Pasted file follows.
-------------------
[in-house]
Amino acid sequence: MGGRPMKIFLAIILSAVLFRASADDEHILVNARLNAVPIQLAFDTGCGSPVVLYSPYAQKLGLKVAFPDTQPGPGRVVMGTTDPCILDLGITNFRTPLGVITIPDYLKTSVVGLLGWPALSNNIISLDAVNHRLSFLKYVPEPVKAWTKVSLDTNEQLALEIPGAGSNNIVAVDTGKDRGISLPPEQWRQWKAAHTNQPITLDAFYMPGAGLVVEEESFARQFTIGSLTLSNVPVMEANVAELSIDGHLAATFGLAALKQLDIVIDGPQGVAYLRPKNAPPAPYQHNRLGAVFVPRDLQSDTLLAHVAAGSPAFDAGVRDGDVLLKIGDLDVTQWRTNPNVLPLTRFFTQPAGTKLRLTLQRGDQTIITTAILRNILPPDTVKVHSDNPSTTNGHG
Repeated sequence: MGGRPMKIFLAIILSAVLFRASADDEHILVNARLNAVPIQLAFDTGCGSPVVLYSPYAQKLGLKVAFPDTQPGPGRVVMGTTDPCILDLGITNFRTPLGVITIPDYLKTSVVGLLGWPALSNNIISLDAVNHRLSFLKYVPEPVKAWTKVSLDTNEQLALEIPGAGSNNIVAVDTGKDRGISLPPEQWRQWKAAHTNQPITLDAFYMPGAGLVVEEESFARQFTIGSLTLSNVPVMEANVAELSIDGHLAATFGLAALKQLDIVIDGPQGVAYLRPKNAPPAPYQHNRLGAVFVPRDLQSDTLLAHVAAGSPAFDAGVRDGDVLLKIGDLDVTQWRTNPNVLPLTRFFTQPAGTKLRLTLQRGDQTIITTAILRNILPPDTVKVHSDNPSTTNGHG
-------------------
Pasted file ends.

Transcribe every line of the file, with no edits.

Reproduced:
[in-house]
Amino acid sequence: MGGRPMKIFLAIILSAVLFRASADDEHILVNARLNAVPIQLAFDTGCGSPVVLYSPYAQKLGLKVAFPDTQPGPGRVVMGTTDPCILDLGITNFRTPLGVITIPDYLKTSVVGLLGWPALSNNIISLDAVNHRLSFLKYVPEPVKAWTKVSLDTNEQLALEIPGAGSNNIVAVDTGKDRGISLPPEQWRQWKAAHTNQPITLDAFYMPGAGLVVEEESFARQFTIGSLTLSNVPVMEANVAELSIDGHLAATFGLAALKQLDIVIDGPQGVAYLRPKNAPPAPYQHNRLGAVFVPRDLQSDTLLAHVAAGSPAFDAGVRDGDVLLKIGDLDVTQWRTNPNVLPLTRFFTQPAGTKLRLTLQRGDQTIITTAILRNILPPDTVKVHSDNPSTTNGHG
Repeated sequence: MGGRPMKIFLAIILSAVLFRASADDEHILVNARLNAVPIQLAFDTGCGSPVVLYSPYAQKLGLKVAFPDTQPGPGRVVMGTTDPCILDLGITNFRTPLGVITIPDYLKTSVVGLLGWPALSNNIISLDAVNHRLSFLKYVPEPVKAWTKVSLDTNEQLALEIPGAGSNNIVAVDTGKDRGISLPPEQWRQWKAAHTNQPITLDAFYMPGAGLVVEEESFARQFTIGSLTLSNVPVMEANVAELSIDGHLAATFGLAALKQLDIVIDGPQGVAYLRPKNAPPAPYQHNRLGAVFVPRDLQSDTLLAHVAAGSPAFDAGVRDGDVLLKIGDLDVTQWRTNPNVLPLTRFFTQPAGTKLRLTLQRGDQTIITTAILRNILPPDTVKVHSDNPSTTNGHG